an apocalyptic economic future

Busta Rhymes's Album - E.L.E (Extinction Level Event): The Final World Front

Afrofuturism as a Response to Racial Capitalism

"by putting the black man at the center of the apocalypse—as both the agent of the world’s demise and its inheritor—[afrofuturistic] works resonate more specifically with the child of these strange bedfellows, black radical thought and accelerationism, that I call blaccelerationism"

-Dean

Discovering a World within Yourself

 
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Ytasha L. Womack's Rayla 2212

"RAYLA 2212 follows Rayla Illmatic, a third generation citizen of Planet Hope, a former Earth colony that has claimed its independence. [...] But all isn't what it seems in this world where time and space shift at will. This story ties reincarnation, space travel, virtual worlds and love. As Rayla discovers new worlds, she comes to discover herself and her power."

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an extended universe

looking for an ideal place

The "Rayla" Universe

contending with alienation

Planet Hope

web page created around the universe in the novels of the Rayla series:

"Team Planet Hope, as the newcomers called themselves, among other things were also dedicated to building a society with no class system." (Womack 73)

The Return of a Third Generation Citizen

"We're aliens on this planet." (Womack 166)

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the story continues ...

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"A web of myth, mystery, love and the future, Rayla must face her nowness and navigate the fluid streams of existence that remix her new found reality."

 

Envisioning a Black Space

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Sun Ra was a musician, artist, composer, and writer. 

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Sun Ra's Space Is the Place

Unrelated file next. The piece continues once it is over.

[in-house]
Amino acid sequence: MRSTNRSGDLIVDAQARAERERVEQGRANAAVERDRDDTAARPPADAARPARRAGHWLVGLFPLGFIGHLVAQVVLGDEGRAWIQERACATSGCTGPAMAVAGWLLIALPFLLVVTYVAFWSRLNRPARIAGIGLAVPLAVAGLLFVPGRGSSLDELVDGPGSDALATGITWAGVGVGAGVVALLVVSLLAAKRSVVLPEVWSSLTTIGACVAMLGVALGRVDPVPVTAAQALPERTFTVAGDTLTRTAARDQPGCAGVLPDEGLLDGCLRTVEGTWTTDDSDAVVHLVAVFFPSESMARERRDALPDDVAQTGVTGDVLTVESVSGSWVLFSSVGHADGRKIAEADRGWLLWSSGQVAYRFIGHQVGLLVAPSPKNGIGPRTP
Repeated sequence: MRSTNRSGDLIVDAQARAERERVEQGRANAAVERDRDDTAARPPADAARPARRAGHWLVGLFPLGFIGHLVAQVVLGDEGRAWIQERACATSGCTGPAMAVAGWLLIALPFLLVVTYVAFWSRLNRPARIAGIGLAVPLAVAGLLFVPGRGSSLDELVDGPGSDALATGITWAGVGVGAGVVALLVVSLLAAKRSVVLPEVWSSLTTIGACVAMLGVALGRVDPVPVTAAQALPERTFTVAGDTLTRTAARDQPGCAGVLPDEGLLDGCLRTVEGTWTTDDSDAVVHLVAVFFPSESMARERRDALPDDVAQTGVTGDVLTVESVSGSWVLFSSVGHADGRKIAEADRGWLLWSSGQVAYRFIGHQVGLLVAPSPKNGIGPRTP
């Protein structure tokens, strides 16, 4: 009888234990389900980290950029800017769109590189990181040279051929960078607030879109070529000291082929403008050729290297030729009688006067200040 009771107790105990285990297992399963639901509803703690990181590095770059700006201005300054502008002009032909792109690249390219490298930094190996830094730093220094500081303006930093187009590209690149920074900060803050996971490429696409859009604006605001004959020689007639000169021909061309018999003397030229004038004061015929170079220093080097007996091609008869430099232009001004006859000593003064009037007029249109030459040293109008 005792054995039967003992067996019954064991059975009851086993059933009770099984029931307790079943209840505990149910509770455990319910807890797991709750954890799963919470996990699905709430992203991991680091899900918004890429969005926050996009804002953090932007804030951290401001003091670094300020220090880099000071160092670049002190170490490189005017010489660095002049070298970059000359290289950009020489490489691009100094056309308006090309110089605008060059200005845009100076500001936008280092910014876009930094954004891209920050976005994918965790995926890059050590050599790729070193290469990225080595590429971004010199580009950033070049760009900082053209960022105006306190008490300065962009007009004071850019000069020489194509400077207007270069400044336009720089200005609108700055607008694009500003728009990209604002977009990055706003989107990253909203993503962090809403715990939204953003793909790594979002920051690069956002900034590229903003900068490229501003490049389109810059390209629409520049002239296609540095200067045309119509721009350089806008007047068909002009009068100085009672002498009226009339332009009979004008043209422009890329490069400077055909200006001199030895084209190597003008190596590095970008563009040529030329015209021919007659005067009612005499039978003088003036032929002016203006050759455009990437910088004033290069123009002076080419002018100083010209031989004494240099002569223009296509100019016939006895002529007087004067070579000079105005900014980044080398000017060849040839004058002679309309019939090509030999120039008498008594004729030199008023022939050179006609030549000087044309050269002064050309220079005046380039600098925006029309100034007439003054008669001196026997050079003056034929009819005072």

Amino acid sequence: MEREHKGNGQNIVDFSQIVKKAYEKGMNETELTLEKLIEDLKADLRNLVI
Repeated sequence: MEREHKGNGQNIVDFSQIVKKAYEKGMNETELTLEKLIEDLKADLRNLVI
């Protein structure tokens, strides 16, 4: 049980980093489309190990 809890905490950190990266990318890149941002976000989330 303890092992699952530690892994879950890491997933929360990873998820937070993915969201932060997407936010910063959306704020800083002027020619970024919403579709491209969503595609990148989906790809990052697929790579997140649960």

Sun Ra plays (music and cards) for the fate of Earth's black people, moving them from the ghetto to the outer realms of the galaxy. 

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Sun Ra's Space Is the Place

"I'm not real; I'm just like you. You don't exist in this society"

-Sun Ra

Critique of Earth as a White. Space

finding a place to be real

Lovecraft Country Episode 7 "I Am"

Sun Ra's influence

The Vision of a Better Place

Sun Ra has the vision of a better place, a place where he can “set up a colony for black people” (02:14)

"this planet is doomed" by Sun Ra

"this planet is doomed
and if all your wars and revolutions
don't stop
this planet is doomed
doomed forever
into a mass of writhing and sweating
melting and flowing pass of protoplasm
like, the earthman's gonna know
he's gonna
oh, he's gonna know where he is
like man, I ain't gonna be around to see him
'cause man, I'm gonna be in my groove
I'm gonna be in my bag
and I'm not gonna be here
I'm gonna be on my own planet
I'm gonna be on my planet
where things are big
powerful
things are more meaningful and
have more significance"

"in orbit" by Sun Ra

"you look at the earth and you begin to visualize
how the earth can be so small and
a place like this could be so big
and the people on the earth fightin'
all these wars
and up here are just altogether different
it's so big it just drowns out a war
war just don't mean nothing
the whole thing is just
big
powerful
nobody can experience anything like it
earthman can't even get there
earthman don't even know what it is
I know what it is, man
'cause I've seen it all the time
and I just gotta get there, man
I just gotta get there, that's all
I just gotta get there and
and can't nobody hold me back"

List of Afrofuturistic Visionaries (Artists)

Sun Ra (film, poetry, music)
 
Ytasha Womack (literature)
 
Janelle Monáe (music, acting)
 
Busta Rhymes (music)
 
Octavia Butler (literature)
 
Grace Jones (modeling, music, acting)
 
Keisha Thompson (literature, performance art)

Parliament-Funkadelic (music)

Tim Fielder (illustrator, cartoonist)
 
Samuel R. Delaney (literature)

Ellen Gallagher (art)

Wanuri Kahiu (film)

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The material on this page was compiled, created, and arranged by Nastacia Schmoll and Corina Göldi.. 

Complete bibliography and list of references.